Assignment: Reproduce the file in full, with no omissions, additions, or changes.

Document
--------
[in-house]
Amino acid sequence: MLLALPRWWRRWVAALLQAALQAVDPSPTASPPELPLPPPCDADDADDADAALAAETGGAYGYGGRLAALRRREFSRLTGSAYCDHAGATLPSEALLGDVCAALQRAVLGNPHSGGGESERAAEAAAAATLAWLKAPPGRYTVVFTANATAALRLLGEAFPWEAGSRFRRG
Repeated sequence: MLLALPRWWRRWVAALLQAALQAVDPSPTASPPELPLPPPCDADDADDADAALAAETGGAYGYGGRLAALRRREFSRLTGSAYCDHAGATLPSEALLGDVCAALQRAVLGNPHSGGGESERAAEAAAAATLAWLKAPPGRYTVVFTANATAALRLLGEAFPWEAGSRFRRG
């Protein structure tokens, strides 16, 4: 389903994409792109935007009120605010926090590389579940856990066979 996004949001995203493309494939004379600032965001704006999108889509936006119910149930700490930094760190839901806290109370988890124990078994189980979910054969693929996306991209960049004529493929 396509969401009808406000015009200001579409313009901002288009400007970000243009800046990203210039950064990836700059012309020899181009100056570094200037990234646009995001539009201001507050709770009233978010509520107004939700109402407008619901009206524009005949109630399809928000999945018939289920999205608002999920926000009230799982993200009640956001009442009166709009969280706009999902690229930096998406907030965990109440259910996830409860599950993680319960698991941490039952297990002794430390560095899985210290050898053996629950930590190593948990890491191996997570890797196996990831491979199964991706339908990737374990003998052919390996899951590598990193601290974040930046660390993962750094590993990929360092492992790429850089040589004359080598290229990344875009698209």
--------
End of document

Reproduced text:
[in-house]
Amino acid sequence: MLLALPRWWRRWVAALLQAALQAVDPSPTASPPELPLPPPCDADDADDADAALAAETGGAYGYGGRLAALRRREFSRLTGSAYCDHAGATLPSEALLGDVCAALQRAVLGNPHSGGGESERAAEAAAAATLAWLKAPPGRYTVVFTANATAALRLLGEAFPWEAGSRFRRG
Repeated sequence: MLLALPRWWRRWVAALLQAALQAVDPSPTASPPELPLPPPCDADDADDADAALAAETGGAYGYGGRLAALRRREFSRLTGSAYCDHAGATLPSEALLGDVCAALQRAVLGNPHSGGGESERAAEAAAAATLAWLKAPPGRYTVVFTANATAALRLLGEAFPWEAGSRFRRG
């Protein structure tokens, strides 16, 4: 389903994409792109935007009120605010926090590389579940856990066979 996004949001995203493309494939004379600032965001704006999108889509936006119910149930700490930094760190839901806290109370988890124990078994189980979910054969693929996306991209960049004529493929 396509969401009808406000015009200001579409313009901002288009400007970000243009800046990203210039950064990836700059012309020899181009100056570094200037990234646009995001539009201001507050709770009233978010509520107004939700109402407008619901009206524009005949109630399809928000999945018939289920999205608002999920926000009230799982993200009640956001009442009166709009969280706009999902690229930096998406907030965990109440259910996830409860599950993680319960698991941490039952297990002794430390560095899985210290050898053996629950930590190593948990890491191996997570890797196996990831491979199964991706339908990737374990003998052919390996899951590598990193601290974040930046660390993962750094590993990929360092492992790429850089040589004359080598290229990344875009698209």